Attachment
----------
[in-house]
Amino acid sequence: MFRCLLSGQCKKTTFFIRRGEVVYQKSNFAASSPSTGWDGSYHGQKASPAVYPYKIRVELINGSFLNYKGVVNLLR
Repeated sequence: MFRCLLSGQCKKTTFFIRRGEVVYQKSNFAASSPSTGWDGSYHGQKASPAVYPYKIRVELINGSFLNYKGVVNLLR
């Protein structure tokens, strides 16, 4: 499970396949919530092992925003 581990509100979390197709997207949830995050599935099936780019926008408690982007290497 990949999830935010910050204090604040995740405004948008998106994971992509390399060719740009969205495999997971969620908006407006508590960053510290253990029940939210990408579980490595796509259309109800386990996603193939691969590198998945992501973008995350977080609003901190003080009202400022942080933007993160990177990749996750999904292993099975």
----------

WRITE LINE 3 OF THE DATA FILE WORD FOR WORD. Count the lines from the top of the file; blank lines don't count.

Repeated sequence: MFRCLLSGQCKKTTFFIRRGEVVYQKSNFAASSPSTGWDGSYHGQKASPAVYPYKIRVELINGSFLNYKGVVNLLR